By Rachel Yoder
WE WANT WHAT WE WANT
By Alix Ohlin
By Genevieve Plunkett
Alix Ohlin’s “We Want What We Want” and Genevieve Plunkett’s “Prepare Her” differ considerably in tone, but the story collections share a preoccupation with desire, alienation and loss. Even in absentia, runaway mothers, ex-lovers and estranged husbands animate the psychological dramas of these lonely-heart protagonists.
The title of Ohlin’s sixth book comes from the pseudo-spiritual perambulations of an unlikely cult leader in the story “The Brooks Brothers Guru.” “Schopenhauer knew that human desire caused pain and difficulty in the world, but our will is intractable,” he lectures. “We want what we want. So what do we do about this? How do we find relief?” These questions bring into focus the collection’s theme, exploring desire and grief through a finely drawn and eclectic cast of characters.
In “Casino,” the voice of a late husband consoles the narrator while she’s down $100 gambling, and has just encountered her runaway daughter’s ex: “It’s OK to lose,” the voice says, “as long as you prepare for it.” In “The Universal Particular,” loss does not manifest as a discrete event so much as an accretion of abandonments within a loveless marriage. “Now somehow all he can do is keep rushing headlong into the days,” Ohlin writes of the husband, “no matter how stupid the days are.” In “Service Intelligence,” a college dropout and her middle-aged divorcée neighbor team up as undercover shoppers, reporting businesses that don’t card or break other laws. In a fiery, moving moment, the younger woman finally admits: “I’m not heartbroken. … I’m full of rage.”
Ohlin’s sly irony leavens the aching plights of characters for whom closure is unattainable. In “FMK,” Sonia happens upon a former lover at a funeral, and stumbles into articulate truths: “I thought … the world was a worse place with the loss of each and every person, and that the moment of this loss deserves its due. That to run away from death was to refuse value to life. As it turned out, I was wrong.” For Ohlin’s true-to-life characters, relief comes for mere moments, if at all.
Plunkett’s title, meanwhile, comes from a story in which the protagonist, Rachel, hears the critical voices of her mother and her ex-husband playing in her head as she’s struggling with a willfully constipated daughter. “You have failed to prepare her,” the voices say, meaning Rachel hasn’t taught her daughter enough about her body. “Prepare her. It means more than she wants it to. She is on the verge of something terrible, something unspeakable.” The “unspeakable” — the threat of sexual maturity and of men’s looming desire — pervades the book.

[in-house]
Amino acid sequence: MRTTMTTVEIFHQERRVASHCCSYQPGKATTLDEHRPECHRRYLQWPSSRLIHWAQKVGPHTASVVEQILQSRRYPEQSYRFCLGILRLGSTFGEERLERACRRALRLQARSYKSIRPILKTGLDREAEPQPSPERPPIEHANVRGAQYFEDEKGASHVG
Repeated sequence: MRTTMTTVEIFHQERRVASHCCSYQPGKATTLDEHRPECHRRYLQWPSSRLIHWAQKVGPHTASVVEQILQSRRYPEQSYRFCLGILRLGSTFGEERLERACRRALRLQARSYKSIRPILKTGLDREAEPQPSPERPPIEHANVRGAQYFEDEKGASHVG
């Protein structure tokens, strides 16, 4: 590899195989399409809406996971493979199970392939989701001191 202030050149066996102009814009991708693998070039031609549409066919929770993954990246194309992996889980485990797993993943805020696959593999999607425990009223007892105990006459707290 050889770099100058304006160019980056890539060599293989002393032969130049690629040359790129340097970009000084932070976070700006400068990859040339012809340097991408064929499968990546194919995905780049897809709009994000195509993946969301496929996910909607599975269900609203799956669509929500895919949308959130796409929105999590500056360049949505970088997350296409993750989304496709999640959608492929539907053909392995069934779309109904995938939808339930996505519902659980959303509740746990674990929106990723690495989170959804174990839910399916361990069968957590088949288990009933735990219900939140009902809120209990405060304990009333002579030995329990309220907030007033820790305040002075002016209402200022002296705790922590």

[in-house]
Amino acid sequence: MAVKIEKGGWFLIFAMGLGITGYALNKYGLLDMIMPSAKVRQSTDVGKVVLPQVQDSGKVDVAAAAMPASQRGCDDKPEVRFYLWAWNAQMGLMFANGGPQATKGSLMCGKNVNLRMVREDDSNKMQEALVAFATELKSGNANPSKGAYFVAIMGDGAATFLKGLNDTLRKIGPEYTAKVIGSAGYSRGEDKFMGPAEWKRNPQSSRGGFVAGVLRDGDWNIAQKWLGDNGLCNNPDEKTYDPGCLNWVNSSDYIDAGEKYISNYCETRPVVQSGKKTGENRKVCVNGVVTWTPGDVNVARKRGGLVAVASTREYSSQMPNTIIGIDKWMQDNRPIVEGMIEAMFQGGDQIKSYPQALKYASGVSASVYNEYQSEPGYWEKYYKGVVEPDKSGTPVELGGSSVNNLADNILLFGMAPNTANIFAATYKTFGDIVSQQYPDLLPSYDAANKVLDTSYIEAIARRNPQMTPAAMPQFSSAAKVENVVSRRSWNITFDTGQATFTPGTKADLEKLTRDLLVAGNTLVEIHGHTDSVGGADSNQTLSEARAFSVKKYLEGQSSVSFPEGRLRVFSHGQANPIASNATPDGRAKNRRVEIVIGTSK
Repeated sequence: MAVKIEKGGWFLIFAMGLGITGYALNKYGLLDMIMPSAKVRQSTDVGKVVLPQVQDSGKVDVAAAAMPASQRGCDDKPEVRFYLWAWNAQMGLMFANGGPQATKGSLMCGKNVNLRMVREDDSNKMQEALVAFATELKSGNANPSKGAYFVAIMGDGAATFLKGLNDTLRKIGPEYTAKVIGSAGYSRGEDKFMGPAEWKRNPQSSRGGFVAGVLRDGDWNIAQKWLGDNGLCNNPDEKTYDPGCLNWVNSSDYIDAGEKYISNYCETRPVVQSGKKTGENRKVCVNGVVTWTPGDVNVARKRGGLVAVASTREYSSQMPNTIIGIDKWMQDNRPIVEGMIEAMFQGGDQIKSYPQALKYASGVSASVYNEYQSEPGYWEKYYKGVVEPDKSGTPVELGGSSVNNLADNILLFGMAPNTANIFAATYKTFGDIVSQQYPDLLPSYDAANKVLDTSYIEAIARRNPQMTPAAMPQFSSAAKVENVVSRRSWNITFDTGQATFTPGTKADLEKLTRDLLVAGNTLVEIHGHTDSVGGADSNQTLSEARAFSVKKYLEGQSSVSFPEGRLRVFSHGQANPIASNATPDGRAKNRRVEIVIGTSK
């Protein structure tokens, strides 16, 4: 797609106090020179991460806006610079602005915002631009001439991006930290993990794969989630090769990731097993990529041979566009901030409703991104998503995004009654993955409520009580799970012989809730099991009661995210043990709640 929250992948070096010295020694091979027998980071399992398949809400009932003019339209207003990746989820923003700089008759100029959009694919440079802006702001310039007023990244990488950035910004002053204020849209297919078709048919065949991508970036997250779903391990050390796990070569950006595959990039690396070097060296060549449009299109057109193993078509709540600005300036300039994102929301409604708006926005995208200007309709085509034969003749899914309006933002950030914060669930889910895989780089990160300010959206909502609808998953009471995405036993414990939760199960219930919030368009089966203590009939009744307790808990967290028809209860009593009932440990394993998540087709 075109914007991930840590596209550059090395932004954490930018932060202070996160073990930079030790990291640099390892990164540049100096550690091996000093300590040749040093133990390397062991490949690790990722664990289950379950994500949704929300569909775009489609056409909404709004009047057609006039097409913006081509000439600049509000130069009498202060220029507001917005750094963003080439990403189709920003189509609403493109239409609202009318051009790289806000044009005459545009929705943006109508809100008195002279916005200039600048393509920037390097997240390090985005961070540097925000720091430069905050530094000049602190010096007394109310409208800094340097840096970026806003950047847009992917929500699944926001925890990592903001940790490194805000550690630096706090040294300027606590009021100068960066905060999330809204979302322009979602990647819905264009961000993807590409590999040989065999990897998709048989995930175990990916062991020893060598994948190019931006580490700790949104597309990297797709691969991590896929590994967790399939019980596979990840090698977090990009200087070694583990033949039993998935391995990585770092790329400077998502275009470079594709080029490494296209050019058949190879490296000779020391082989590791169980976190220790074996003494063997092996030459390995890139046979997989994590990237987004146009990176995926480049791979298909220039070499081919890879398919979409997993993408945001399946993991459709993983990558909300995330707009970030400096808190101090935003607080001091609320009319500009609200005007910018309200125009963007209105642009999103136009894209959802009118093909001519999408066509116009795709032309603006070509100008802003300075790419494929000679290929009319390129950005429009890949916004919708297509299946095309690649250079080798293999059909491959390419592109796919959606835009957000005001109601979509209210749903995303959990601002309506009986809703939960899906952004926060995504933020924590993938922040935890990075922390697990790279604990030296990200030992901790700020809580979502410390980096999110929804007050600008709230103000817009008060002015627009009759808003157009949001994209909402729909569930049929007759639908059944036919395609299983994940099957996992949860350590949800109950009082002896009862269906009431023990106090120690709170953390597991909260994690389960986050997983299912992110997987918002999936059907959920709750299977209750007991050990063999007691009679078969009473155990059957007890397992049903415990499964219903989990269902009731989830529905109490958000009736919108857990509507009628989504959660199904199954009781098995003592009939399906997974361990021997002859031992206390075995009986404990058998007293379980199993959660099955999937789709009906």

In the opening story of this uncanny debut, Allison, a recently separated violist, retreats to her mother’s house with her young son. Her in-laws have been icy, her husband mediocre and her own musical aspirations left behind. “And then one day,” Plunkett writes, “a change occurred, marked by a dream. It was one of those dreams where very little happens, but something is injected under the surface, into the commotion of life.” The author may as well be describing her own aesthetic: dreamlike, atmospheric stories that revel in haunting, protracted tension.
Plunkett’s most magical pieces call to mind Shirley Jackson’s domestic literary horror, but weirder. In “Schematic,” a young boy is left to confront his grandmother’s death alone and, in his terror, meets with a troubling doppelgänger he can’t understand. In “A Bone for Christmas,” Petra, a social worker, must contend with a threatening, gun-wielding client. Uncertain as to what exactly happens to her, we are left instead with her young son and the “pulsing nothingness in his head.” In “Gorgon,” the narrator’s search for a disembodied head proves a vivid metaphor for the gruesomeness of her adolescent sexual awakening.
Before the final, title story’s fittingly chilling end, Rachel lapses into lyric meditation on a woodland walk: “Nature has no style, no predictable emotional cues. … A tree made into a chair, Rachel thinks, can bring such precise, harmonious longing, but a tree when it is just a tree demands something unbridled, rhapsodic.” If art is control and precision, the unbridled life that inspires it is too sweeping and wild to be accurately captured. Yet Plunkett is a writer of such extraordinary power that she’s able to summon the unknowable chaos into spellbinding story.
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